For decades, scientists have been working with the indigenous peoples who live in the world’s rainforests. In the process, they’ve come to appreciate the depth and complexity of the local knowledge of – among other things -plants and chemistry.
I’m Jim Metzner, and this is the Pulse of the Planet, presented by the American Museum of Natural History.
Mark Plotkin is executive director of the Ethnobiology and Conservation Team.
“When you start to see the forest through the eyes of indigenous peoples, be they pygmies in Central Africa or the Indians in the Amazon, these guys look at the forest and they see a sporting goods store, a grocery store, a toy store, a perfume store and more importantly than just this utilitarian aspect, it’s home. It’s home in a material sense and it’s home in a spiritual sense. And because of that there is a connection with the forest which allows these people to draw on the forest in a way which has led to these marvelous discoveries.”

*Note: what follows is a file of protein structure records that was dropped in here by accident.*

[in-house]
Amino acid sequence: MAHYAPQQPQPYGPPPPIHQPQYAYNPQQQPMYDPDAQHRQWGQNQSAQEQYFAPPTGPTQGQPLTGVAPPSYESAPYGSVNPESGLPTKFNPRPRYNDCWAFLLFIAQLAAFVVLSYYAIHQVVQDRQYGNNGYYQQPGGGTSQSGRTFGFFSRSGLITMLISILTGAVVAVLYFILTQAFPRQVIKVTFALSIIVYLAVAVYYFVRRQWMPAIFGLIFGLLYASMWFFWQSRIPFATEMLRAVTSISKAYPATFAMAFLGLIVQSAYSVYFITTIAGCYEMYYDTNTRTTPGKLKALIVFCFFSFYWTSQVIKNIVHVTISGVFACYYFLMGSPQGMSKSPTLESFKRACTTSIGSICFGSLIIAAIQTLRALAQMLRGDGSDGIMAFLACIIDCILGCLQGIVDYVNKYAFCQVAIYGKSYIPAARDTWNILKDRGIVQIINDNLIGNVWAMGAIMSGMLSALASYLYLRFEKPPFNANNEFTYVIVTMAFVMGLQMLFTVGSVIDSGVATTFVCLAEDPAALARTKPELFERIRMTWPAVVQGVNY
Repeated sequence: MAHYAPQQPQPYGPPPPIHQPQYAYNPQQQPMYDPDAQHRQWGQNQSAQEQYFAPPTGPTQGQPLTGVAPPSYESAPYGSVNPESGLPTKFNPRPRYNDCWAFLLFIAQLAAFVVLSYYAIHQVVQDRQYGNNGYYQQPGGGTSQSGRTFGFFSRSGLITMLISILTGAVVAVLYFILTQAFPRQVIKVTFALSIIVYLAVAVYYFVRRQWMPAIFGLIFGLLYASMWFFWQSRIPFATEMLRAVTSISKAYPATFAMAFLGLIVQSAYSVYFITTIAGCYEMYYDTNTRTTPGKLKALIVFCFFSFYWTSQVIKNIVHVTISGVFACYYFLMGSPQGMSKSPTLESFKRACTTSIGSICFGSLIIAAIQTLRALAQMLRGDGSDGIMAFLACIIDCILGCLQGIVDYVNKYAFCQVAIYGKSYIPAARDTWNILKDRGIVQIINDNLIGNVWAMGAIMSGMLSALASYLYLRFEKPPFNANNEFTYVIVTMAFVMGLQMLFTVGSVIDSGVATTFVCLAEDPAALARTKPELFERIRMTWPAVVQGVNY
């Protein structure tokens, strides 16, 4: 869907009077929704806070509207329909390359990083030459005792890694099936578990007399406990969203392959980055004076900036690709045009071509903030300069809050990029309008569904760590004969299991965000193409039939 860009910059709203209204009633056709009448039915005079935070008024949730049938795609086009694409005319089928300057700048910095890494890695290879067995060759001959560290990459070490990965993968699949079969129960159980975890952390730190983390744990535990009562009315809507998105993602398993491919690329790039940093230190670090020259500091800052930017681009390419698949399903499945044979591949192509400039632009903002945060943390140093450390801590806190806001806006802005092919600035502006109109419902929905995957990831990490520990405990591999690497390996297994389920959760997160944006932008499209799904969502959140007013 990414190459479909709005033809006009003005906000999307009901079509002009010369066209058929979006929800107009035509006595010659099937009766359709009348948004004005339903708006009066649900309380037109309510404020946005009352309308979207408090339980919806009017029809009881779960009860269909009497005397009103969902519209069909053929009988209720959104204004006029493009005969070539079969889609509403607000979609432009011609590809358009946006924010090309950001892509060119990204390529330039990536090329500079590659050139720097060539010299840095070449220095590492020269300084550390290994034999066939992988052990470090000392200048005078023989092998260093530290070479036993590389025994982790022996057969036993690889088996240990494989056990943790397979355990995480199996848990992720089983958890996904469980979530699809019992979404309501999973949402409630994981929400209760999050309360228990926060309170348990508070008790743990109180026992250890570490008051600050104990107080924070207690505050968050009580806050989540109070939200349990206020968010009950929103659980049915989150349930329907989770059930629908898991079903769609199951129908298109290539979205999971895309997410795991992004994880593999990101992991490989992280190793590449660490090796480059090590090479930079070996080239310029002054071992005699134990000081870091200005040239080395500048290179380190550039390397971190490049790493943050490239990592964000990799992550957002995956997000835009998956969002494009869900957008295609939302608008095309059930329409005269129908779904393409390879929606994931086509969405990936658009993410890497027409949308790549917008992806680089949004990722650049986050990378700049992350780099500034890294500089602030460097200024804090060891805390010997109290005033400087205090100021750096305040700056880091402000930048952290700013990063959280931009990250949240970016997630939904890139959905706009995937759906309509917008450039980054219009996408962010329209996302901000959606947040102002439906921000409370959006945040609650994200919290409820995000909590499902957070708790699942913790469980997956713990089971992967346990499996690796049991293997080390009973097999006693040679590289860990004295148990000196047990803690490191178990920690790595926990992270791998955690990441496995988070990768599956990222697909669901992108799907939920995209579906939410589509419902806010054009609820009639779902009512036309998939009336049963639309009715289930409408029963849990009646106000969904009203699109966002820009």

Amongst the discoveries has been curare, one of the most potent poisons known to man.
“Well for years, scientists looked down on Indians in the Amazon who made their arrow poison, who made their curare by taking a very poisonous plant, either from the moon seed family or from the strychnine family and mixing it with other things- it might be other plants, it might be insects, it might be snake fangs. And they dismissed this as so much mumbo jumbo. Not too long ago, we found out that one of the most persistent mixtures, which are plants of the black pepper family, increase the bio-availability of the blood. In other words, it makes the body take the poison up faster. So these guys, living in the forest, without a university education. Living in breech cloths, sleeping in hammocks, thatch huts, turned out to have been, in this instance, better organic chemists than we are.”
Additional funding for Pulse of the Planet has been provided by the National Science Foundation. I’m Jim Metzner.